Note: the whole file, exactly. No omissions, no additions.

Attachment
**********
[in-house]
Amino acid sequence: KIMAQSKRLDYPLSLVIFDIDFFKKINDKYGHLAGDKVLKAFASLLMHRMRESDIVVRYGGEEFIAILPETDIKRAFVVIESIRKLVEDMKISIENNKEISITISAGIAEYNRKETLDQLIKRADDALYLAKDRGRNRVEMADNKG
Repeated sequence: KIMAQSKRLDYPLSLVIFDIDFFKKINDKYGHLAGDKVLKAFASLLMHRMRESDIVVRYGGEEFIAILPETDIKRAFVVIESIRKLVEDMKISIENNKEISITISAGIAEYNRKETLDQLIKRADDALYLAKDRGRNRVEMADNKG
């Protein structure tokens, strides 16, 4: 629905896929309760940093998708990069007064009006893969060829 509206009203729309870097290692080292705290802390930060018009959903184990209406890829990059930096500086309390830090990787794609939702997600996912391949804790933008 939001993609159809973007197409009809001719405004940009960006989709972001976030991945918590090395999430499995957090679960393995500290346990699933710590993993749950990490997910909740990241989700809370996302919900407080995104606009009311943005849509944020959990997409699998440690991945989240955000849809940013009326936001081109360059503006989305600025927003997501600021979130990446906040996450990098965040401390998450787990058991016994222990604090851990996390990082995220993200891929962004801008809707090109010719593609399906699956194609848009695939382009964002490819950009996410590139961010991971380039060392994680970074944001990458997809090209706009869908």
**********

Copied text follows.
[in-house]
Amino acid sequence: KIMAQSKRLDYPLSLVIFDIDFFKKINDKYGHLAGDKVLKAFASLLMHRMRESDIVVRYGGEEFIAILPETDIKRAFVVIESIRKLVEDMKISIENNKEISITISAGIAEYNRKETLDQLIKRADDALYLAKDRGRNRVEMADNKG
Repeated sequence: KIMAQSKRLDYPLSLVIFDIDFFKKINDKYGHLAGDKVLKAFASLLMHRMRESDIVVRYGGEEFIAILPETDIKRAFVVIESIRKLVEDMKISIENNKEISITISAGIAEYNRKETLDQLIKRADDALYLAKDRGRNRVEMADNKG
């Protein structure tokens, strides 16, 4: 629905896929309760940093998708990069007064009006893969060829 509206009203729309870097290692080292705290802390930060018009959903184990209406890829990059930096500086309390830090990787794609939702997600996912391949804790933008 939001993609159809973007197409009809001719405004940009960006989709972001976030991945918590090395999430499995957090679960393995500290346990699933710590993993749950990490997910909740990241989700809370996302919900407080995104606009009311943005849509944020959990997409699998440690991945989240955000849809940013009326936001081109360059503006989305600025927003997501600021979130990446906040996450990098965040401390998450787990058991016994222990604090851990996390990082995220993200891929962004801008809707090109010719593609399906699956194609848009695939382009964002490819950009996410590139961010991971380039060392994680970074944001990458997809090209706009869908």